Zino Davidoff was born on March 11, 1906 in Kiev, Russian Empire, present-day Ukraine. He was the eldest of four children born to tobacco merchant, Henri Davidoff. Even in his own autobiographical writings, the facts on Zino’s youth are a bit hazy, as he was quite young during this time and could only piece together some stories of his youth. His parents were either cigar merchants or cigarette manufacturers in Kiev. Fleeing the political turmoil and anti-Semitism prevalent in Russia, his parents left some of their family behind and emigrated to Geneva, Switzerland in 1911 for a better life and opened their own Tobacconist shop in 1912. Finishing school in 1924, he went to Latin America to learn about the tobacco trade, spending time in such places as Argentina, Brazil, and finally Cuba where he spent two years working on a plantation and first encountered Cuban cigars.
Returning to Switzerland around 1930, he took over his parents’ shop. What had originally been a modest tobacco shop grew into a rich business during and after WW II. Neutral Switzerland was spared much of the havoc wreaked elsewhere in Europe and became a haven for wealthy tobacco customers. Zino was particularly successful in marketing the Hoyo de Monterrey Ch^ateaux Series of Cuban cigars created for Zurich cigar distributor A Durr Co., in the 1940s and named after great Bordeaux wines. Around this time, Zino is also credited by many as having invented the first desktop cigar humidor, in order to preserve cigars at the same conditions of humidity and temperature under which they were rolled in Havana. Davidoff also had success writing several books on cigar smoking and Cuban cigar brands.
In 1970, Zino sold his small but highly successful tobacco shop in Geneva to the Max Oettinger Group. Zino stayed on as Davidoff’s ambassador until his death in 1994 at the age of 87. He was survived by his wife and daughter, who remained in Switzerland and by his siblings that had since moved to other parts of the world, mainly North America. Till his last moments, Zino an avid family man, sought out to find his lost family history back in the Soviet Union and then the emerging independent states of Russia and Ukraine. Unfortunately, many historical documents had been lost and so had his search. Not much information exists on their whereabouts, but through saved notes by Zino, it has been speculated that many had defected to North America in the early to mid 70’s, some under new identities and family names.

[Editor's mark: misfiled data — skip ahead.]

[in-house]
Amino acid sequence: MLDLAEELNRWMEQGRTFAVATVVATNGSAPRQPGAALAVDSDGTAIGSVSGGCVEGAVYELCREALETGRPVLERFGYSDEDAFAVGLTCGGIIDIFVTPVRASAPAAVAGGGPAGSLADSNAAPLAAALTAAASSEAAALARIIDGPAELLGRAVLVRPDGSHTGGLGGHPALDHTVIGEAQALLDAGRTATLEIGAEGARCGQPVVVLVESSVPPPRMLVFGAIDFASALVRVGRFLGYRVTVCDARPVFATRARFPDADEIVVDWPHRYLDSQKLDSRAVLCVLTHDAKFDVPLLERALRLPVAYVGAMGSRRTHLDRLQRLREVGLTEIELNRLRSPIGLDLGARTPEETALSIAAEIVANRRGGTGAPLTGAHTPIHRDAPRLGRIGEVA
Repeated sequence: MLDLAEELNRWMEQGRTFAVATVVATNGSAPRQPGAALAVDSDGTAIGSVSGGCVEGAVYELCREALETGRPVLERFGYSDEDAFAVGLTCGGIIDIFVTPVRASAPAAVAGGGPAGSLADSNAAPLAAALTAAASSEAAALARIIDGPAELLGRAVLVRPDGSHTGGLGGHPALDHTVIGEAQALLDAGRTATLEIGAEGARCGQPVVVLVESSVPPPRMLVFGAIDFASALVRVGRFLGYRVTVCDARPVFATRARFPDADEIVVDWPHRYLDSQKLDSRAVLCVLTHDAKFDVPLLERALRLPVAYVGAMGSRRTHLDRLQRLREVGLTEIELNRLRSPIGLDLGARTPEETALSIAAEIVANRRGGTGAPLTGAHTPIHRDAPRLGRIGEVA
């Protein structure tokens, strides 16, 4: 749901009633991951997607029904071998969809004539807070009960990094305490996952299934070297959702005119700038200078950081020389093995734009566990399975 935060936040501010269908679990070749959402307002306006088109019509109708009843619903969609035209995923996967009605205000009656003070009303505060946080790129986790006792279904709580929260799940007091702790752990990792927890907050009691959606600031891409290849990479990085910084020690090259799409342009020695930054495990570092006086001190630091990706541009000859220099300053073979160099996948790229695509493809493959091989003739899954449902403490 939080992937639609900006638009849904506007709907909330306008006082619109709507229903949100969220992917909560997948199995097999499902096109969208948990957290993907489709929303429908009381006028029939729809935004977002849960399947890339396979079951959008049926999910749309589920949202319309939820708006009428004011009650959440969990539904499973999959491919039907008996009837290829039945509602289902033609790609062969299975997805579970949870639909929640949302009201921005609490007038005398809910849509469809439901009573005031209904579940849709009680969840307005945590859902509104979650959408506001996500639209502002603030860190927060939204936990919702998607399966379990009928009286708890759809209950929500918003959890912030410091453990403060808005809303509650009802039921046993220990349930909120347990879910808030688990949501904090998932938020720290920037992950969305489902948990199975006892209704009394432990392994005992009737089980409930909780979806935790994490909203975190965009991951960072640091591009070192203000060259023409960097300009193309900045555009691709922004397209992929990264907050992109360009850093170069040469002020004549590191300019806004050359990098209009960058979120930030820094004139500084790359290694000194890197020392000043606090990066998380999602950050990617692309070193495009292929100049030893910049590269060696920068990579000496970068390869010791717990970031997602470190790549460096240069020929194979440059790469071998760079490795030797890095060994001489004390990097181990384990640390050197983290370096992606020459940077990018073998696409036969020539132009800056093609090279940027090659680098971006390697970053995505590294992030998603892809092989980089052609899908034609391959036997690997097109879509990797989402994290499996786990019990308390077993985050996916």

A tobacconist is an expert dealer in tobacco in various forms and the related accoutrements. Such accoutrements include pipes, lighters, matches, pipe cleaners, pipe tampers, ashtrays, humidors and more. Books and magazines, especially ones having to do with tobacco are commonly offered. Items irrelevant to tobacco such as puzzles, games, figurines, hip flasks, and candy are sometimes sold. A tobacconist shop is traditionally represented by a wooden Indian positioned nearby.
Although I am not really a tobacconist, I have collected many tobacciana collectibles that are offered for sale at my eBay store “Kelekchens”. You won’t see a wooden Indian but here are a few vintage and antique humidors:
Noritake and Nippon Porcelain Humidors ca. early 19oo’s.
Marzi & Remy Porcelain Humidor – Germany ca. 1940’s
Metal Humidors – Adam Verde and a Boston Rumidor ca. 1940’s to 1950’s
Glass Humidors – Heisey glass, polychrome mesh (1920’s Art Deco), EAPG and Victorian Humidors.
Hand thrown, stone crock humidor with pipe rest lid.
Depression glass, Moongleam, cigarette humidor.
And my favorite:
A stunning humidor with beautiful glass. Double click on the photos to see better details.
You can see these and many more from my collection. Place your cursor on my assistant “the Duck” and click to go to my eBay store Kelekchens. Open tobacciana and your there.
Until next time Happy Collecting and remember “the best is yet to come!”